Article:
We showed that CYN presence stimulates the growth of bacteria capable of its utilization (Figure 4). Cyanobacterial strains coexist naturally with certain species of bacteria that may use secondary metabolites (including toxins) as an additional source of organic compounds. We postulate that CYN may be used as an additional C and N source and may thus enhance the growth of bacteria utilizing the toxin. Furthermore, the species that coexist with CYN-producing cyanobacterial strains, e.g., belonging to the Aphanizomenon genera, should be of particular interest due to their potential ability to degrade CYN. Bacterial strains belonging to Variovorax sp., isolated in the present study from the Aphanizomenon gracile culture, did not express CYN degradation activity (data not shown). However, such heterotrophic microorganisms should be explored more comprehensively. Similarly, due to the observed CYN degradation in sediments [12], such an environment is also an alternative source of microorganisms with CYN degradation capability.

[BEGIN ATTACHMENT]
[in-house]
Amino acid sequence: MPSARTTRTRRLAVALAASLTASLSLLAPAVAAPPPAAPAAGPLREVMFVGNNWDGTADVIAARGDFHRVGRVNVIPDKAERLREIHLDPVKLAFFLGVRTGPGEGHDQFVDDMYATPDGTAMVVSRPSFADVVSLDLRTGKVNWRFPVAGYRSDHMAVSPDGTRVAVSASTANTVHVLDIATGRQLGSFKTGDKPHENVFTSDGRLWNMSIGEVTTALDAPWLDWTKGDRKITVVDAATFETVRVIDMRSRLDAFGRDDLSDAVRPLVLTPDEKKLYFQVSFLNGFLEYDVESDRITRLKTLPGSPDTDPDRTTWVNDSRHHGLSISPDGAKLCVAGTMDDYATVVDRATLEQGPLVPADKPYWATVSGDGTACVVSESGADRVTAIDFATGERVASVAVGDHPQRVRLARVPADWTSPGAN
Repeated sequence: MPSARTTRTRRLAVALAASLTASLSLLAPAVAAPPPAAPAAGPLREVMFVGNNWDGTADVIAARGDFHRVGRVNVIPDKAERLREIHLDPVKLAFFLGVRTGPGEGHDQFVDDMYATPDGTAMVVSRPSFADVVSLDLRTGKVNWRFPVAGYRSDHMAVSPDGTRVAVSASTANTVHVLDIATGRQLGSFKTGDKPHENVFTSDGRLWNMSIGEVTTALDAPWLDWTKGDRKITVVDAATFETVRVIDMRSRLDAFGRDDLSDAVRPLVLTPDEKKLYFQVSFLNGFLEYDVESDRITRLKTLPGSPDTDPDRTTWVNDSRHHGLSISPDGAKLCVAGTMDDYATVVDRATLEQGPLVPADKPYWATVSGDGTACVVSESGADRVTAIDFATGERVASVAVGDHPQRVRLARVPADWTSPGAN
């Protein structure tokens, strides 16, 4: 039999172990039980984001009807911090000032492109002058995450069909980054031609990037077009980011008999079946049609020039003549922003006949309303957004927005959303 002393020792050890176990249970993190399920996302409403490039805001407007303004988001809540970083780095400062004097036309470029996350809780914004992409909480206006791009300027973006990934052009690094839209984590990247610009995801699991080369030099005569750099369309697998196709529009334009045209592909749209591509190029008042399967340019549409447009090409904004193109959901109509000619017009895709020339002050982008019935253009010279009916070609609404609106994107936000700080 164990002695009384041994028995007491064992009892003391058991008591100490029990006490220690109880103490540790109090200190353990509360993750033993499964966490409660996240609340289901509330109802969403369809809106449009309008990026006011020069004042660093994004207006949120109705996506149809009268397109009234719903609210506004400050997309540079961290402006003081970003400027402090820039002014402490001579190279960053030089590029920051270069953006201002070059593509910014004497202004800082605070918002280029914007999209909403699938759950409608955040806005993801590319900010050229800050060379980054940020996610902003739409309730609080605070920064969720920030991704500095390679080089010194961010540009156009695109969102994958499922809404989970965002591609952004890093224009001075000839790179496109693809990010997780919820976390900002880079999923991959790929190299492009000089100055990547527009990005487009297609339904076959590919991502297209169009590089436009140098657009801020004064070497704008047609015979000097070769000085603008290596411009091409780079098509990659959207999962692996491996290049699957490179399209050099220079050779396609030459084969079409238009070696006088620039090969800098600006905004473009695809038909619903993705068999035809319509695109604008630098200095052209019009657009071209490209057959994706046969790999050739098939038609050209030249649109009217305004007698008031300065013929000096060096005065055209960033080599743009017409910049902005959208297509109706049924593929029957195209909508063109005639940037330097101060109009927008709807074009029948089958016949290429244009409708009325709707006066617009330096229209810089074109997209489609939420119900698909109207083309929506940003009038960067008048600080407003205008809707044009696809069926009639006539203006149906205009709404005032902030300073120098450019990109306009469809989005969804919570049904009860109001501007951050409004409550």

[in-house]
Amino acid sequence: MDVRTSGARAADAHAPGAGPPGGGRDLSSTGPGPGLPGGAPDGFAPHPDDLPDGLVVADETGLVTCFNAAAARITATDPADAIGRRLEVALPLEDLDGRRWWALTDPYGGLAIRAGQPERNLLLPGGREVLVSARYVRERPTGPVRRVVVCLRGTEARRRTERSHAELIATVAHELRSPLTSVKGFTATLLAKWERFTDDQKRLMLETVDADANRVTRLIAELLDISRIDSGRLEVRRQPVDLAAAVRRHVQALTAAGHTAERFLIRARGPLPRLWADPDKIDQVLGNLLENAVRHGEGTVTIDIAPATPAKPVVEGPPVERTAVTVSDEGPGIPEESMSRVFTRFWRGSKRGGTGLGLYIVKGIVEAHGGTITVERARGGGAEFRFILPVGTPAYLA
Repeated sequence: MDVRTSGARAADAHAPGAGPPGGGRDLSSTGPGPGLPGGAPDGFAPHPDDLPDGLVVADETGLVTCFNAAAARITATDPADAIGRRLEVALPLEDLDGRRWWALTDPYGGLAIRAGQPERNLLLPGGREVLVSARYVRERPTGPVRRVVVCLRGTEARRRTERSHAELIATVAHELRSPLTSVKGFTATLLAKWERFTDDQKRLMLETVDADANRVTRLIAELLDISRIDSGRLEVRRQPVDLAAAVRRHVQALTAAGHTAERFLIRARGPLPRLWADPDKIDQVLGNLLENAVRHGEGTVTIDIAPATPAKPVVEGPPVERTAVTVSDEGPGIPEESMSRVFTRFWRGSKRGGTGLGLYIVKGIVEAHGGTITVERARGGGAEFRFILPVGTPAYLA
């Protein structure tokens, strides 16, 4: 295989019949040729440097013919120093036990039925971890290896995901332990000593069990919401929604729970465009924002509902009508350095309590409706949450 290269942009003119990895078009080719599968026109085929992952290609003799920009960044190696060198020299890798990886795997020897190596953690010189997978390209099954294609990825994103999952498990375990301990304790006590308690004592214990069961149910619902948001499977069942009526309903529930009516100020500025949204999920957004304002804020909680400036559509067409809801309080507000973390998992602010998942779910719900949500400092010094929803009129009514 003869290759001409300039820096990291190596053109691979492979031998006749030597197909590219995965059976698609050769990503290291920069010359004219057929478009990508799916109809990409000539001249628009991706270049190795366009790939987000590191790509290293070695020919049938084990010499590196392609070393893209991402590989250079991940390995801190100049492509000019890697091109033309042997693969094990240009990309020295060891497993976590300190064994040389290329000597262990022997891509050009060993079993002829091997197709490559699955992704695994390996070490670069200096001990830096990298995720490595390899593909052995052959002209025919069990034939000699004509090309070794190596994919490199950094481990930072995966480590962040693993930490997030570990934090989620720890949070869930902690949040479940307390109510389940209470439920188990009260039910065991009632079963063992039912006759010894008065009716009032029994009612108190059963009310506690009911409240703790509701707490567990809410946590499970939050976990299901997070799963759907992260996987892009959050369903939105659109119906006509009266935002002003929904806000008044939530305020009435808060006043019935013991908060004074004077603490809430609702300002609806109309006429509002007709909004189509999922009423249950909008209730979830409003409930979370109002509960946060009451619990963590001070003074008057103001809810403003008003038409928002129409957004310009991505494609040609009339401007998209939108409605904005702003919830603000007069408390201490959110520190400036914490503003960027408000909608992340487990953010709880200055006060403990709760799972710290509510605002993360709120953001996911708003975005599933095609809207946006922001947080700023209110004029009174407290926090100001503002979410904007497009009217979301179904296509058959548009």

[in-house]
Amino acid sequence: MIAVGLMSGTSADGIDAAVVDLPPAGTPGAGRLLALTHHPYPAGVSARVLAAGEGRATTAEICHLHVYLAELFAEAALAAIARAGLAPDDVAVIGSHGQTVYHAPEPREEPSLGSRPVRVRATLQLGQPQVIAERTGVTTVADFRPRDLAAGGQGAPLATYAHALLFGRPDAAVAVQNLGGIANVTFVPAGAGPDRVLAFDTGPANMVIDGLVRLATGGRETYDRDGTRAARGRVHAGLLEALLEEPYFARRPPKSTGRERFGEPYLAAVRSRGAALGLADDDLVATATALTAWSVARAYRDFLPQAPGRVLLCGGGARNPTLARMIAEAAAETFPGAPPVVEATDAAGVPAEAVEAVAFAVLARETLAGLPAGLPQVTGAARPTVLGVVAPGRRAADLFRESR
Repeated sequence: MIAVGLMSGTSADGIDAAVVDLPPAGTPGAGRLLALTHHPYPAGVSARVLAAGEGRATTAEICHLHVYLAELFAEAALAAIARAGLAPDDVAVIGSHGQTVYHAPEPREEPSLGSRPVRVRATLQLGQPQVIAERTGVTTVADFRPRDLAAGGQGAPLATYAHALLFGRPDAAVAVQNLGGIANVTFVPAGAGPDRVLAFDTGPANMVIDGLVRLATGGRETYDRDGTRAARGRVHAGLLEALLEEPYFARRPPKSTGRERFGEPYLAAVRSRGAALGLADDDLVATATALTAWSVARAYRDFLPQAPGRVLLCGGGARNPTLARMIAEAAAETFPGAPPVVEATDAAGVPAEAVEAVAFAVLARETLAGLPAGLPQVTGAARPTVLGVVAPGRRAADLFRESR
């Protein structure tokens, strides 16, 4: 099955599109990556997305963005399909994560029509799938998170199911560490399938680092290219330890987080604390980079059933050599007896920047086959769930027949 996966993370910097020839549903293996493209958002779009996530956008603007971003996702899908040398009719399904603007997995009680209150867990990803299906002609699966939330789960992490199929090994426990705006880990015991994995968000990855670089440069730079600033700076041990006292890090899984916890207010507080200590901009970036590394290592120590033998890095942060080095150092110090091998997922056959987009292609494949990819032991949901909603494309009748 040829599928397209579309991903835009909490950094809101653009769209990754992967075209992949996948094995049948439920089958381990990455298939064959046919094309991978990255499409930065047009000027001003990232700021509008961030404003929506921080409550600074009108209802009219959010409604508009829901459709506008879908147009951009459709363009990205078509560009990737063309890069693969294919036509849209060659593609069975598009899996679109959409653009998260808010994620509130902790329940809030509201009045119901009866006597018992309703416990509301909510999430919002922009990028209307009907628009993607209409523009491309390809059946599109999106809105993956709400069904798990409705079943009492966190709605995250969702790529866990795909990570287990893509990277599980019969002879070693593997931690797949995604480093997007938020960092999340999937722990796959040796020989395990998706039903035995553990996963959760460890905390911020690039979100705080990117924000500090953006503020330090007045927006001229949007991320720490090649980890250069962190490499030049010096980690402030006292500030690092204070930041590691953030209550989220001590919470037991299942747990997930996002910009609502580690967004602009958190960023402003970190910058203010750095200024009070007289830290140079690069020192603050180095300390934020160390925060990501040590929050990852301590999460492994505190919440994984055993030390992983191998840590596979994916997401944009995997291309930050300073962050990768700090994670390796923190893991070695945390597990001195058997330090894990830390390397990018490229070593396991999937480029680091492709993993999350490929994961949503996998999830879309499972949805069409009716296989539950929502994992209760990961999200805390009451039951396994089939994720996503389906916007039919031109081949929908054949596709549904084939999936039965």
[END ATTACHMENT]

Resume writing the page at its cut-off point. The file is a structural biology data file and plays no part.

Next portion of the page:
The mechanism of CYN degradation by the R6 strain remains unknown and it is a challenge to learn about both the products of CYN biodegradation and the enzymes involved in this process. It may be assumed that CYN is also utilized by bacteria as an organic substrate and that such microbial strains have a specified enzymatic pathway for this process. Similarly to MC biotransformation [24], enzymatic degradation of CYN probably requires both biochemical pathways of such substrate utilization and the genetic machinery to express the proteins involved in this process. In analogy to the research that allowed us to document the enzymes and genes involved in the hydrolysis of microcystin, a similar approach may be employed to investigate the mechanism of CYN degradation.